A five-year follow-up study of more than 2,000 american men who received prostate cancer treatment is creating a road map for future patients regarding long-term bowel, bladder and sexual function in order to clarify expectations and enable men to make informed choices about care. The CEASAR (Comparative Effectiveness Analysis of Surgery and Radiation for Localized Prostate Cancer) study, coordinated by Vanderbilt University Medical Center, is a multi-site research study conducting long-term followup on men who were diagnosed with localized prostate cancer between 2011 and 2012. The five-year results published in JAMA, with lead author Karen Hoffman, MD, provide evidence on outcomes with radiation, surgery or active surveillance in patients of all ages and ethnicities. Senior author, associate professor and vice chair of Urology Daniel Barocas, MD, MPH, commented: “We are providing information about the side effects of different treatments for prostate cancer that men and their providers can use to make treatment decisions However, we have only illuminated one facet of a complex decision. There is more to a treatment decision than just the side effects, the most obvious being the effectiveness of the treatment, and that is something we hope to be able to demonstrate as we are now funded to look at 10-year cancer outcomes”.
Researchers studied 1,386 men who had favorable-risk prostate cancer and another 619 men with unfavorable-risk prostate cancer to evaluate the impact of their treatment decisions on urinary, sexual and bowel function over a five-year period. The favorable-risk group chose either:
- Active surveillance, an observation strategy in which treatment is only used if the cancer gets worse over time.
- Nerve-sparing prostatectomy, surgical removal of the prostate with attempt to protect nervous parts in hopes of minimizing the impact of surgery on erectile function.
- External beam radiation therapy (EBRT), a common therapy that uses daily doses of radiation to destroy cancer cells.
- Low-dose-rate brachytherapy, a type of radiation therapy involving implantation of radioactive seeds.
The unfavorable-risk disease group chose either prostatectomy or External Beam Radiation Therapy with androgen deprivation, which is radiation in combination with an anti-hormone therapy used to reduce local levels of testosterone and to enhance the effectiveness of radiation.
Men undergoing surgery experienced an immediate, sharp decline in erectile function compared to other groups. However, on average, men treated with prostatectomy improve with time, while those undergoing radiation decline, so that sexual function differences between treatment groups attenuated by 5 years. While the difference in sexual function between surgery and radiation was still measurable in the unfavorable risk group, most men had such poor scores at five years that the difference between treatments may not be clinically significant. For sexual function, all of the treatment options, even surveillance, were associated with significant declines. Indeed, the magnitude of decline over time within each treatment group was larger than the magnitude of difference between treatment groups at five years. In terms of urinary function, prostatectomy was associated with worse incontinence compared to other treatments through five years for both the favorable-risk and the unfavorable-risk groups. At five years, 10-16% of men who had surgery reported a moderate or big problem with leakage, compared to only 4-7% of men who had other treatments. Men undergoing radiation reported worse urinary irritative and obstructive symptoms within the first six to 12 months, particularly those undergoing the low-dose rate brachytherapy.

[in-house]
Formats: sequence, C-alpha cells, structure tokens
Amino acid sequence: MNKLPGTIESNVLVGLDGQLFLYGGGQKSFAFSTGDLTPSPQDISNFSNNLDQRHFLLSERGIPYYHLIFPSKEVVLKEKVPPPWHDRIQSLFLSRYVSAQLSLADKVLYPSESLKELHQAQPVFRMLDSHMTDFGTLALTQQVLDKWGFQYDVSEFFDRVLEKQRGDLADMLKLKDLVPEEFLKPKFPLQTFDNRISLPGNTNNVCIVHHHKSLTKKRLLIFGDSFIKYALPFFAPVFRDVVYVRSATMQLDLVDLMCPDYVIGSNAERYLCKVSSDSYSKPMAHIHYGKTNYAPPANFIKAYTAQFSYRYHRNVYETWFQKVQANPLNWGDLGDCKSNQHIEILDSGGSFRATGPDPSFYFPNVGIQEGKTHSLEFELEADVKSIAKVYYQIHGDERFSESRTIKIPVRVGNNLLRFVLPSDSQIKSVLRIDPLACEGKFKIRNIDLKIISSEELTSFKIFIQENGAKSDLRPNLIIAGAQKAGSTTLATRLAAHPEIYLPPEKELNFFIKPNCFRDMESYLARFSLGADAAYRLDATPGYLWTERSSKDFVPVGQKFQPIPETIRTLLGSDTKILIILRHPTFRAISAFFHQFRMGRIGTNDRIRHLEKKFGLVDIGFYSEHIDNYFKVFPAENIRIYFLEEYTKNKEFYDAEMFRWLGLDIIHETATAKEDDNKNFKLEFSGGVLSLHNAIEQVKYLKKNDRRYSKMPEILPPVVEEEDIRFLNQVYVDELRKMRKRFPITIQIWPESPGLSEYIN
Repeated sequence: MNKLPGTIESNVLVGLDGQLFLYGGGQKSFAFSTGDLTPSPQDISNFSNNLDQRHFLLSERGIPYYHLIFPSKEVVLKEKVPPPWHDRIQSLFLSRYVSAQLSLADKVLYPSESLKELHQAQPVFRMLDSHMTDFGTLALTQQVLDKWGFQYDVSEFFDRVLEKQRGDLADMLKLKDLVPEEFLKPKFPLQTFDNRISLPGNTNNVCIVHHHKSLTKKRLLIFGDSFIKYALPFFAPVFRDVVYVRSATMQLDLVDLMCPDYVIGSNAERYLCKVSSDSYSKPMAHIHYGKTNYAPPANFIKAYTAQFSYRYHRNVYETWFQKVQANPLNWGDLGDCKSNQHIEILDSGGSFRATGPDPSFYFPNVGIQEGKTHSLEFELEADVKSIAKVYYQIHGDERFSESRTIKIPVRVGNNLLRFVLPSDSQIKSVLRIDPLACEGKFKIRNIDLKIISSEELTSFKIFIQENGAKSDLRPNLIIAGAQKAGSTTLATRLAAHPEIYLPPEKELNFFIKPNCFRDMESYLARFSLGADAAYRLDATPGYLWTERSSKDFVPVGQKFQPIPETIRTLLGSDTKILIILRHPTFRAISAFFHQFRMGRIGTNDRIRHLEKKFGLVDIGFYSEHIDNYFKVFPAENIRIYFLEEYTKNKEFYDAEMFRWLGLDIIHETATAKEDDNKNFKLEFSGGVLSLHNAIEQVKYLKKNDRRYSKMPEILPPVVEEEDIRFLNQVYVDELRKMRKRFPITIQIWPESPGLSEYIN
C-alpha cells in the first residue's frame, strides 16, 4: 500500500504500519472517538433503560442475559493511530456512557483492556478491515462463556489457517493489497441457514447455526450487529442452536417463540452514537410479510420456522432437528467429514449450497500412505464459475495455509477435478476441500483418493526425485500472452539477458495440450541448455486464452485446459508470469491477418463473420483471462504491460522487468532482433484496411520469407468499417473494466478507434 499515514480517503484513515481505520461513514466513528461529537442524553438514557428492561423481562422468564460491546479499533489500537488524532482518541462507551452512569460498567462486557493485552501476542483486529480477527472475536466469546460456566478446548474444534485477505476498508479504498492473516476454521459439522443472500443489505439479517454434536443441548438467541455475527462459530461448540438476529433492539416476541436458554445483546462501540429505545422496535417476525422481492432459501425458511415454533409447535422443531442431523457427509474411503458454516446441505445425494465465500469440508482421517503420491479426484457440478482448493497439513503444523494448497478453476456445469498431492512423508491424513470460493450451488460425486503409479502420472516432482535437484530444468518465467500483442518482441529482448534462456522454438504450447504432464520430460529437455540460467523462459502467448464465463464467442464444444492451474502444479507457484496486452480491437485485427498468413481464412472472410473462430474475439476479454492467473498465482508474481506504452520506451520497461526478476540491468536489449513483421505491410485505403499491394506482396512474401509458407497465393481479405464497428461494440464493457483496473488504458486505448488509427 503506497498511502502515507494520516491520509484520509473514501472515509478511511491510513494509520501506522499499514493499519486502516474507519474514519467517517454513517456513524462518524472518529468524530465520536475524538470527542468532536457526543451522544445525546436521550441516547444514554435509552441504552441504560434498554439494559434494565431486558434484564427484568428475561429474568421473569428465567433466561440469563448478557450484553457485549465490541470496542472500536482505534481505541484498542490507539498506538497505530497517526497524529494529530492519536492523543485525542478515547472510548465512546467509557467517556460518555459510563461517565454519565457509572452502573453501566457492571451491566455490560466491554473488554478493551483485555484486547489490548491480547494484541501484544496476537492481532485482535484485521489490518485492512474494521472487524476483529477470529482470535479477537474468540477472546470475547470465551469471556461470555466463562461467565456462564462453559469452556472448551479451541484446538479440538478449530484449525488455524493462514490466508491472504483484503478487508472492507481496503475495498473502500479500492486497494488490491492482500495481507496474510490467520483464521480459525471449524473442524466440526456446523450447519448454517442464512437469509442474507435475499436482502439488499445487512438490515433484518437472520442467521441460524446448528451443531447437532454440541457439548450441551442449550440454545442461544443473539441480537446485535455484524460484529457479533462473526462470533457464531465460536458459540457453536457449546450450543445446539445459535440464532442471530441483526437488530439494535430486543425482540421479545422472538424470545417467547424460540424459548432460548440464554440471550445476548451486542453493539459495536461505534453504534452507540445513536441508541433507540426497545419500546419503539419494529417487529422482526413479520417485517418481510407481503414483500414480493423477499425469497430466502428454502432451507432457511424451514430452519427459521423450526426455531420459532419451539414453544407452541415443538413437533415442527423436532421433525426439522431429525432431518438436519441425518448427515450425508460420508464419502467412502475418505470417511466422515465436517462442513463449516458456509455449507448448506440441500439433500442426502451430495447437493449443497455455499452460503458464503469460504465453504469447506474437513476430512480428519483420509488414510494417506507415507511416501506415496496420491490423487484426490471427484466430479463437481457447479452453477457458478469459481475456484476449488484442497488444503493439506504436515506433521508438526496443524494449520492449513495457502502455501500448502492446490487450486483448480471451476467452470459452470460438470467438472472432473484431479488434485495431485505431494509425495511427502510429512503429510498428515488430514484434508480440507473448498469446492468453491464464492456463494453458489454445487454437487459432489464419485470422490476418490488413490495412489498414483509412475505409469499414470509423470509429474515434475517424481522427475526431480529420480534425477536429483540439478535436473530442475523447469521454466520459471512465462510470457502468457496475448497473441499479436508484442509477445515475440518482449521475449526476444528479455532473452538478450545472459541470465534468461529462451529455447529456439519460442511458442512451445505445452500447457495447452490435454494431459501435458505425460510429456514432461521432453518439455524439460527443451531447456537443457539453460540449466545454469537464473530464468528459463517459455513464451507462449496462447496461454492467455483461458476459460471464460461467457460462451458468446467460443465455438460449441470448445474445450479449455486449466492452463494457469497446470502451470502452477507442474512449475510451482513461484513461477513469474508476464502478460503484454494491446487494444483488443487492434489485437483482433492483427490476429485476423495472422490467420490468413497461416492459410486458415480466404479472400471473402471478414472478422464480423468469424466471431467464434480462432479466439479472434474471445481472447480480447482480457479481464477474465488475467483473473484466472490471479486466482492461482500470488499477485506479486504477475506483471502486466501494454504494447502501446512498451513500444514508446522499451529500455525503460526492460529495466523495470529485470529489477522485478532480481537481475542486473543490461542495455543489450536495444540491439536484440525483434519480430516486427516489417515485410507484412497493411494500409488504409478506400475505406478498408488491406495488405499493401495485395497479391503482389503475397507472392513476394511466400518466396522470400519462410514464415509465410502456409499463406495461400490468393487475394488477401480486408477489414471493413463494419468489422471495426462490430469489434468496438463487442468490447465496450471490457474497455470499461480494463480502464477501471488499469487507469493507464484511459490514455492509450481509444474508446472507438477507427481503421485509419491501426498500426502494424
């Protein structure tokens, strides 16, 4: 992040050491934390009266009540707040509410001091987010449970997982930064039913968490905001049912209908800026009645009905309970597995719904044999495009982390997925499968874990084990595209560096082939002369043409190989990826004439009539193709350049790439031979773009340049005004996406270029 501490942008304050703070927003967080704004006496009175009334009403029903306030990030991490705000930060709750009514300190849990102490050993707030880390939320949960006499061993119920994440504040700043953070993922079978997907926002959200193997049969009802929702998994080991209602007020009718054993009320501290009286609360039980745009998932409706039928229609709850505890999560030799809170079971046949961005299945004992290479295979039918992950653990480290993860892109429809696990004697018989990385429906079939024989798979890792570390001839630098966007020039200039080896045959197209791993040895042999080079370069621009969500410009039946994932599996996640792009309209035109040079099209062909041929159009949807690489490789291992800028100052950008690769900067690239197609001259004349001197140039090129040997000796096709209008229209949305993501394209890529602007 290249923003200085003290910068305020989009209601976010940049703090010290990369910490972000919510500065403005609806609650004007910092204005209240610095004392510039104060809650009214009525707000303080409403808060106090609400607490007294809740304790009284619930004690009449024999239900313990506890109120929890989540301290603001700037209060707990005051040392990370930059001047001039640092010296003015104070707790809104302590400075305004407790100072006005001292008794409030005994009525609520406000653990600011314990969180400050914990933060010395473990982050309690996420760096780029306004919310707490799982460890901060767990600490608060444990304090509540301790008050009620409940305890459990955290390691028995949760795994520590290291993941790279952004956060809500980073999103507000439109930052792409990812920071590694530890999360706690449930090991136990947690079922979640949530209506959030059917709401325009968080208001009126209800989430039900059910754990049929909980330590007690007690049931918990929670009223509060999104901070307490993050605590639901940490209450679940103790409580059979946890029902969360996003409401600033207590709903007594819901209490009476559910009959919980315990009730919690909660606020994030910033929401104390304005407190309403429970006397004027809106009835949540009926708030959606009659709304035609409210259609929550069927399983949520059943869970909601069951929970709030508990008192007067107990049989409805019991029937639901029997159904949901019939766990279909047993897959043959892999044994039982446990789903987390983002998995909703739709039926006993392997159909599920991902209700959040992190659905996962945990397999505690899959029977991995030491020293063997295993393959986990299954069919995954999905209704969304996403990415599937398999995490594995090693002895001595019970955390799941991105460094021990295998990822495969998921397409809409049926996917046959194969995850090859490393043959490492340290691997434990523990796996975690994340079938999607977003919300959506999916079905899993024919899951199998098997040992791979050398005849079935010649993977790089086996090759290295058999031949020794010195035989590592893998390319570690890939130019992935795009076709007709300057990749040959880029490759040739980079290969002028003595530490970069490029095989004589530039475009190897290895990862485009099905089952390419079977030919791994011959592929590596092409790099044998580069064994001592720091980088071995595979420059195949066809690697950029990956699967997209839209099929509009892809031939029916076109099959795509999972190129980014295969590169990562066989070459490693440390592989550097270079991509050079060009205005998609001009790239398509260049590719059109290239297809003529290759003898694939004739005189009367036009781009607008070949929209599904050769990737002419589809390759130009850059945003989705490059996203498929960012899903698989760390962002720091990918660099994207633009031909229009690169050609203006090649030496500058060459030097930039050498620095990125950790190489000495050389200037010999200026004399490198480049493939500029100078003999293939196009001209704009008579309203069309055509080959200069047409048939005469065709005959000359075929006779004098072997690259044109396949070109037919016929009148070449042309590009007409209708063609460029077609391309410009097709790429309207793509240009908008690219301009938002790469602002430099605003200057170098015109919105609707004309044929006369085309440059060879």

However, these urinary symptoms largely returned to baseline after one year. In addition, study authors reported no clinically meaningful bowel function differences at the five-year mark, suggesting that contemporary radiation therapy is associated with less urinary and bowel toxicity than older forms of radiotherapy. Looking at the side effect profile for external beam radiation, most of those men after a year have rebounded in terms of their urinary and bowel function, which is a novel finding of the study. The brachytherapy patients have a more difficult time with the urinary and bowel symptoms in that first year. For men with unfavorable risk disease, EBRT with ADT was associated with low hormonal function scores at six months and bowel function at one year, but these symptoms improved at later time points. The men who got EBRT with ADT also had better sexual function at five years and incontinence at each time point through five years than prostatectomy. Study authors said, overall, the estimates of long-term bowel, bladder and sexual function after localized prostate cancer treatment may clarify expectations and enable men to make informed choices about care.
David Penson, MD, chair of the Department of Urology at VUMC, concluded: “This work provides critical and understandable information to patients and providers to help them make better decisions in localized prostate cancer. The really exciting part is that Dr. Barocas has received funding from the NCI to explore longer-term outcomes in this population and is already working on developing a web-based interface to get this information to his patients”.
- Edited by Dr. Gianfrancesco Cormaci, PhD, specialist in Clinical Biochemistry.
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